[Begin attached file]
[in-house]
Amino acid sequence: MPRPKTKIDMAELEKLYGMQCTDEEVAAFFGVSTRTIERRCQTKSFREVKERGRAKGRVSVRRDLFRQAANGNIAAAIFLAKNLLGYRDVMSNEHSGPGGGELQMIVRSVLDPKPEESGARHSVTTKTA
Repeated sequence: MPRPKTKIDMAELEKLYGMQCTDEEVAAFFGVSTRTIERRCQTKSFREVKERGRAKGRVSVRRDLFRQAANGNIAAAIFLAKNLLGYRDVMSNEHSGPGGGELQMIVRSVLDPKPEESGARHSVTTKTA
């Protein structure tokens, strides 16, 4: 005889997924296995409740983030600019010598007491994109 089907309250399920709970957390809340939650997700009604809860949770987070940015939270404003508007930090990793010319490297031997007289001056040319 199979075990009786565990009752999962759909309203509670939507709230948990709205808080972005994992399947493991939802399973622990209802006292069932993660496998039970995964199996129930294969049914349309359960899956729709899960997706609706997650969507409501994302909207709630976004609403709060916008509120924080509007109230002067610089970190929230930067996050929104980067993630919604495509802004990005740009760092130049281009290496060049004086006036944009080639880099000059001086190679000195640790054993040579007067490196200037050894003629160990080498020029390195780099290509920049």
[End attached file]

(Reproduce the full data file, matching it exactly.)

[in-house]
Amino acid sequence: MPRPKTKIDMAELEKLYGMQCTDEEVAAFFGVSTRTIERRCQTKSFREVKERGRAKGRVSVRRDLFRQAANGNIAAAIFLAKNLLGYRDVMSNEHSGPGGGELQMIVRSVLDPKPEESGARHSVTTKTA
Repeated sequence: MPRPKTKIDMAELEKLYGMQCTDEEVAAFFGVSTRTIERRCQTKSFREVKERGRAKGRVSVRRDLFRQAANGNIAAAIFLAKNLLGYRDVMSNEHSGPGGGELQMIVRSVLDPKPEESGARHSVTTKTA
């Protein structure tokens, strides 16, 4: 005889997924296995409740983030600019010598007491994109 089907309250399920709970957390809340939650997700009604809860949770987070940015939270404003508007930090990793010319490297031997007289001056040319 199979075990009786565990009752999962759909309203509670939507709230948990709205808080972005994992399947493991939802399973622990209802006292069932993660496998039970995964199996129930294969049914349309359960899956729709899960997706609706997650969507409501994302909207709630976004609403709060916008509120924080509007109230002067610089970190929230930067996050929104980067993630919604495509802004990005740009760092130049281009290496060049004086006036944009080639880099000059001086190679000195640790054993040579007067490196200037050894003629160990080498020029390195780099290509920049």